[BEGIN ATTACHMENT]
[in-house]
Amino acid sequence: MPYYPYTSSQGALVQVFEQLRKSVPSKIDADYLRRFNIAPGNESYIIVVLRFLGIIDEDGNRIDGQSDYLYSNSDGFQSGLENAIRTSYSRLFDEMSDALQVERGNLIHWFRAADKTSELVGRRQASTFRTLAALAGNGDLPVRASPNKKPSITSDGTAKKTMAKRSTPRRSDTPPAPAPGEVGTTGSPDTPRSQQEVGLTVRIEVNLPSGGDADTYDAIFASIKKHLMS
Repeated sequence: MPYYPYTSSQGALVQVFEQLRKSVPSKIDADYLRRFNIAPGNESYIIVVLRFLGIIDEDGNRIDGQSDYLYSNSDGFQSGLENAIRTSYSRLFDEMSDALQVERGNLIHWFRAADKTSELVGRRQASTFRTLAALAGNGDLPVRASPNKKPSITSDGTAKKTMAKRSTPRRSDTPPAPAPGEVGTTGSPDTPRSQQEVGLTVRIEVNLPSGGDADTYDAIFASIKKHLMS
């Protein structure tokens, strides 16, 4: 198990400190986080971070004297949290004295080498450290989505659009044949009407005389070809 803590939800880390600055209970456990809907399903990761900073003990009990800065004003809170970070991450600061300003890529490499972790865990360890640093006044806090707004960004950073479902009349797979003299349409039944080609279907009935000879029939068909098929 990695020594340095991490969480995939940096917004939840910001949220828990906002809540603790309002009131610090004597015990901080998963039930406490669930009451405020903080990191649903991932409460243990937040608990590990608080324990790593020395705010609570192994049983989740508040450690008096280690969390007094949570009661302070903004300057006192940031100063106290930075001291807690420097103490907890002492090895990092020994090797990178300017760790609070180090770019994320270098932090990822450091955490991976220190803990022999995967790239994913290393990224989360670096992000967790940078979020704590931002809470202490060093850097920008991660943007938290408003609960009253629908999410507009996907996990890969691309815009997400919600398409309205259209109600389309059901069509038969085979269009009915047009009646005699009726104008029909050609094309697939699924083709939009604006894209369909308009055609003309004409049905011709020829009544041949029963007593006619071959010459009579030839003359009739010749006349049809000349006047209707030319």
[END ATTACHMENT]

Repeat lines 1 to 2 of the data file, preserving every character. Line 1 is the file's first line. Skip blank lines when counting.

[in-house]
Amino acid sequence: MPYYPYTSSQGALVQVFEQLRKSVPSKIDADYLRRFNIAPGNESYIIVVLRFLGIIDEDGNRIDGQSDYLYSNSDGFQSGLENAIRTSYSRLFDEMSDALQVERGNLIHWFRAADKTSELVGRRQASTFRTLAALAGNGDLPVRASPNKKPSITSDGTAKKTMAKRSTPRRSDTPPAPAPGEVGTTGSPDTPRSQQEVGLTVRIEVNLPSGGDADTYDAIFASIKKHLMS